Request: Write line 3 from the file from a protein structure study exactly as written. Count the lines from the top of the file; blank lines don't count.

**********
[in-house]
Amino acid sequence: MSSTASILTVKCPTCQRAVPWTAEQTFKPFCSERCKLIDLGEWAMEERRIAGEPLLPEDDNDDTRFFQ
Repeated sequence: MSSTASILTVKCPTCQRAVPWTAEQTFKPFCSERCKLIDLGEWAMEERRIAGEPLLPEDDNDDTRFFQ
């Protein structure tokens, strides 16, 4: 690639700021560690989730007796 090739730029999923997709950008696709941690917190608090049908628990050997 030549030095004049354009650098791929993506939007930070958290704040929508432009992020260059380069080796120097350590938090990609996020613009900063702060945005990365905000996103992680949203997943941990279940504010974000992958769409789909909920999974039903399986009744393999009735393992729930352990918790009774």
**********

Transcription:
Repeated sequence: MSSTASILTVKCPTCQRAVPWTAEQTFKPFCSERCKLIDLGEWAMEERRIAGEPLLPEDDNDDTRFFQ